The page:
Perhaps Fisher's most lastingly popular work, Understood Betsy (1917), is the story of a fearful, sickly little girl who, through a change of guardians and environments, becomes an independent, capable child. Written in a pleasant conversational tone, the book codifies some of Fisher's major ideas: the importance of early training, the value of work, the necessity for self-confidence, and the virtues—as she perceived them—of the American heritage. These ideas, as well as attacks on big business and materialism, are central to The Bent Twig (1915), the story of Sylvia and Judith Marshall. Tested sorely, the sisters grow from their experiences, primarily through an awareness of their mother's dictum that if life is to be good, both joys and sorrows must be accepted. In an episode about a mulatto family passing for white, Fisher makes a plea for racial understanding without glossing over the biases and limitations of the period.
Seasoned Timber (1939) sets Fisher's attack on anti-Semitism within the narrative frame of Timothy Hulme's romance in middle age. The relationship between Timothy and his Aunt Lavinia illustrates Fisher's realism. Both characters are as capable of self-delusion as they are of self-sacrifice. Flashbacks based upon oral tradition vivify the Vermont setting.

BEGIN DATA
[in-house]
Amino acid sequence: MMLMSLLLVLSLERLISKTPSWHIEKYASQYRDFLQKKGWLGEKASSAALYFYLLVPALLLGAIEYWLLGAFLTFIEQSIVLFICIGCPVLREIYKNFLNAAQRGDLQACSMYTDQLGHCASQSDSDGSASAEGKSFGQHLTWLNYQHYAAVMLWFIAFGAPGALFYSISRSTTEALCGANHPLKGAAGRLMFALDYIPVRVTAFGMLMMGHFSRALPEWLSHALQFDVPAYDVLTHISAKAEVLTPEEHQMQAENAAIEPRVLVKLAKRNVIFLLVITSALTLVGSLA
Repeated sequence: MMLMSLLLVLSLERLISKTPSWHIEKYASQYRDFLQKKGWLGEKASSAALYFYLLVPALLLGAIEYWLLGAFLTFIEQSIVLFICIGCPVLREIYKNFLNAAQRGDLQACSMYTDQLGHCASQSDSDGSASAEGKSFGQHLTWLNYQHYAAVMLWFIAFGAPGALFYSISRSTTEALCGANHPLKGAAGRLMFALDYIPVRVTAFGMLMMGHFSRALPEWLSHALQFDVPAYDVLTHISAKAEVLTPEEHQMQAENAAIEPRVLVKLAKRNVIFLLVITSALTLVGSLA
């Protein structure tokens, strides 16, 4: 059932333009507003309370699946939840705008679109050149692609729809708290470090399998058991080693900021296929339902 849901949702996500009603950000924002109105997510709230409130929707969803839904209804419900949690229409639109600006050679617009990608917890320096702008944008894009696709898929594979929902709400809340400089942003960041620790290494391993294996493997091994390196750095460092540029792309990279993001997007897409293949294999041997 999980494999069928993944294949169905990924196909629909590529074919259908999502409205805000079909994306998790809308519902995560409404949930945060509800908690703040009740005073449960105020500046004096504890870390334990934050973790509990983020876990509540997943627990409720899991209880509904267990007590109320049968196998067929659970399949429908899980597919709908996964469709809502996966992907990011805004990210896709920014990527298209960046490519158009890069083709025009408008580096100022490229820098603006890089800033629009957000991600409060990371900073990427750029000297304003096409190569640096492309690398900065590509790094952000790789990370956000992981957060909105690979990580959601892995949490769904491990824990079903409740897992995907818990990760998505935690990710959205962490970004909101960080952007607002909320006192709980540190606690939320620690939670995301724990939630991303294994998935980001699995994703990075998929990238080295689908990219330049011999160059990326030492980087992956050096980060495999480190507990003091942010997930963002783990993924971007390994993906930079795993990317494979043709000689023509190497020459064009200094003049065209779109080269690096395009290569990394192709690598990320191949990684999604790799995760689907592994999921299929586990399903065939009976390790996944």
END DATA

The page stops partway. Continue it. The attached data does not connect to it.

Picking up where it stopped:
Marriages in transition are a frequent plot device. The Brimming Cup (1921) compares and contrasts the marital relationships of Neale and Marise Crittenden and of Gene and Nelly Powers. Both women are mothers, both are clearly at the hub of their families, and both are tempted by attractive, sensual, single men. While the resolution of the Powers' difficulty is melodramatic, Marise's decision that sexual union is valid only when it nourishes personal growth is a convincing presentation of a basic Fisher theme. Another theme, the importance of woodland reclamation, appears here also, and regional customs are well drawn.